A week of freezing temperatures in early December wiped out nearly a quarter of California's $2 billion citrus industry, an industry group estimated on Monday.
The group, California Citrus Mutual, said the damage was confined to the state's Central Valley, where about $441 million in mandarin and navel oranges and lemons were lost during seven consecutive nights of freezing temperatures in early December.
Consumers are likely to see at least a slight increase in the price of oranges at the grocery store and can expect a shorter season for California citrus, the group said.
"It's a significant loss, but most of that's going to go to the grower's bottom line," said Bob Blakely, director of industry relations for California Citrus Mutual.
Temperatures fell into the low 20s during the freeze, forcing growers to turn to irrigation and wind machines to propel warm air through the fields. The cold temperatures also put other crops such as lettuce and avocado at risk.
The mandarin crop was of particular concern because the tiny fruit is thinner-skinned than other oranges, making it more susceptible to cold.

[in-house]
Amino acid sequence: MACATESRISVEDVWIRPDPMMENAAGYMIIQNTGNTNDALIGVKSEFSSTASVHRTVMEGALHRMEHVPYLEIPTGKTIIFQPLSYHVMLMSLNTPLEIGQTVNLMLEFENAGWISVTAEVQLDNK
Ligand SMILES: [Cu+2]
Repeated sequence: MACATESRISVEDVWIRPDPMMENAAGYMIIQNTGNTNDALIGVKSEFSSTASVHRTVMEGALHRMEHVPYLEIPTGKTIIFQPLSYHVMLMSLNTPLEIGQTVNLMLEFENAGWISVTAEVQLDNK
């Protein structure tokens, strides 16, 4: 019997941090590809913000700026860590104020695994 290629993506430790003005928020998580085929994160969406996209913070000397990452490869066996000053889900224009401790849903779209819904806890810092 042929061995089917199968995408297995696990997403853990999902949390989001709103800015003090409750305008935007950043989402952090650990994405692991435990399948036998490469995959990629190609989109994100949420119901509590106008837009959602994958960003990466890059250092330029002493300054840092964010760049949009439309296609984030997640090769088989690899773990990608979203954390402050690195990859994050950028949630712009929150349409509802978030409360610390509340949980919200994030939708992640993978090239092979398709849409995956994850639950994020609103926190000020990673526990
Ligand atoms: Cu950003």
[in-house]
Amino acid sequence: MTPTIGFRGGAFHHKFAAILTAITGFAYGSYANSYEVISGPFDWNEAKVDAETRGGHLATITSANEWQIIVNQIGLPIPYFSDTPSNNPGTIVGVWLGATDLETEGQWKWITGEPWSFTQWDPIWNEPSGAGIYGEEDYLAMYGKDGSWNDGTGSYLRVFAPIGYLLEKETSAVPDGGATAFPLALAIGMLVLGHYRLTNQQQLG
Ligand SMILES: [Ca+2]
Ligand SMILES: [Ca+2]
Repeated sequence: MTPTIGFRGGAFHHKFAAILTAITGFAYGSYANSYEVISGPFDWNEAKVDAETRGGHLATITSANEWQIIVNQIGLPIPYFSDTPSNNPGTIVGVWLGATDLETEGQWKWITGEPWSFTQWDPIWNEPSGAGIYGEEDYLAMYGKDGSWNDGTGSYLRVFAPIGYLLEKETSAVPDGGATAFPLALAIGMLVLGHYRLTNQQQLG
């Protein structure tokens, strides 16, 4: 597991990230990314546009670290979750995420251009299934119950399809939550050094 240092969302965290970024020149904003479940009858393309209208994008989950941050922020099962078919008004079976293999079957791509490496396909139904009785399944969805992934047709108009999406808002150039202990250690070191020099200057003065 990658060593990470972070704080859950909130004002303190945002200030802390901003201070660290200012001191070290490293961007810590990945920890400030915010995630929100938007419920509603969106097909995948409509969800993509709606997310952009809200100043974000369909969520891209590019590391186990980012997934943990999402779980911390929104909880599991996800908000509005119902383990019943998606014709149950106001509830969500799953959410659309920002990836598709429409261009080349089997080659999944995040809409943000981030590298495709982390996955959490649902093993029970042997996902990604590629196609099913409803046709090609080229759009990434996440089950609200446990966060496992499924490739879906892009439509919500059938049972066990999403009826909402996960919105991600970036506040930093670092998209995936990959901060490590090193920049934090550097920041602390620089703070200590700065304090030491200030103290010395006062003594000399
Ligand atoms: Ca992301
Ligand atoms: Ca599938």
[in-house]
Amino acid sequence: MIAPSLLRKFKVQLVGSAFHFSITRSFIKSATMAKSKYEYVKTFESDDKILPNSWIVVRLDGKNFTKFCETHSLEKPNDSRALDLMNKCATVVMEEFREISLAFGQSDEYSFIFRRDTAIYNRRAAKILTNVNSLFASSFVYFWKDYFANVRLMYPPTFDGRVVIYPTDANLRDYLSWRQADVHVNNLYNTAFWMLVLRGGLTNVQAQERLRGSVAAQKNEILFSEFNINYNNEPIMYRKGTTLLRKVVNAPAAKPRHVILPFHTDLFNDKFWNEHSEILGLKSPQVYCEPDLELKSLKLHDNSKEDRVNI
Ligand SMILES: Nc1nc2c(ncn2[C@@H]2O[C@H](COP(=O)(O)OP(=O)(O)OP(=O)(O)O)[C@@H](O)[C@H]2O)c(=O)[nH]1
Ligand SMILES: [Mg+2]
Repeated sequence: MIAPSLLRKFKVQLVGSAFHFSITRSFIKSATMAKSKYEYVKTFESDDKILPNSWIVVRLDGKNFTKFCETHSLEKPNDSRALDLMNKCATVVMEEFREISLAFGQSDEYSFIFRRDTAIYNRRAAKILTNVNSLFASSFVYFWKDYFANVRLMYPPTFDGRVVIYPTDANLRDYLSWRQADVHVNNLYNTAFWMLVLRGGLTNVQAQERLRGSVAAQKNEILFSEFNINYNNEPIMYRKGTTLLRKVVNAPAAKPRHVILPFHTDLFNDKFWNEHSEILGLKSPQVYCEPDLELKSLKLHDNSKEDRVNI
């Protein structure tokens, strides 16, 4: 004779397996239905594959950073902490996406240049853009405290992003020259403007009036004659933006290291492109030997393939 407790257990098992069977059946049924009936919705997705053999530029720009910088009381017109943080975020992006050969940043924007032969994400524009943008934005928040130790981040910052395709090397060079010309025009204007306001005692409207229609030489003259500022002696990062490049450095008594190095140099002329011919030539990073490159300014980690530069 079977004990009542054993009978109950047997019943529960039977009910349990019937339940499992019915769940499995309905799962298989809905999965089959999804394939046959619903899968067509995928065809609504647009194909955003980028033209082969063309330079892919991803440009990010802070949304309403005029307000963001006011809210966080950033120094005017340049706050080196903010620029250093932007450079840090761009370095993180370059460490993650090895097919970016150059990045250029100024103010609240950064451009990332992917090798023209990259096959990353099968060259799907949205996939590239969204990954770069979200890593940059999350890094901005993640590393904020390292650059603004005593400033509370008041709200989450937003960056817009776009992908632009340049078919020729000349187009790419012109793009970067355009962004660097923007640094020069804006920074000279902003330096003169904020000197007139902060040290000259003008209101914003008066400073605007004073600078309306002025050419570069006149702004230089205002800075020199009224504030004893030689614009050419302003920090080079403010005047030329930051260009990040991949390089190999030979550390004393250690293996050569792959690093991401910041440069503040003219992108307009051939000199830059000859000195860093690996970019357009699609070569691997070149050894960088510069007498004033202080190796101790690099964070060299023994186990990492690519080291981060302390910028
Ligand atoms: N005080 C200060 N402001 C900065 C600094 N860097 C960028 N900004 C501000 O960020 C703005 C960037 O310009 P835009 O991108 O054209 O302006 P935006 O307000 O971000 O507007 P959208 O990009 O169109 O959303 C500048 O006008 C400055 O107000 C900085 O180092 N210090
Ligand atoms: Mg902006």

California Citrus Mutual said about 20 percent of the mandarin crop had already been harvested when the freeze set in, but about 40 percent of the remaining oranges, or $150 million in revenue, was lost. The navel crop suffered a 30 percent loss, with the dollar value of the damage hit $260 million, the group said. About $24 million in lemons also were lost.
The group estimated that citrus growers spent $49 million to protect the crop through early January.
The vast majority of California's citrus crop is consumed as fruit, not juice, so the loss will not affect juice prices, Blakely said.
The industry, additionally, is wary of prices going too high, said Joel Nelsen, president of California Citrus Mutual.
Prices climbed significantly after a 2007 freeze, Nelsen said. The result was more competition from offshore citrus and a switch by consumers to other fruits.
"We don't want to lose shelf space, the consumer focus on California citrus," he said. "We don't want to lose their purchasing habits. We don't have that option to recapture all of what was lost."
Farmers have crop insurance, although it will not likely cover all of their losses, Nelsen said.
One change consumers are likely to see is a shorter season for California oranges. The industry expects to ship them to the marketplace through mid-May, versus the traditional availability into July, Nelsen said
California's drought will not affect this year's crop, but it could be a factor for the following year, he said.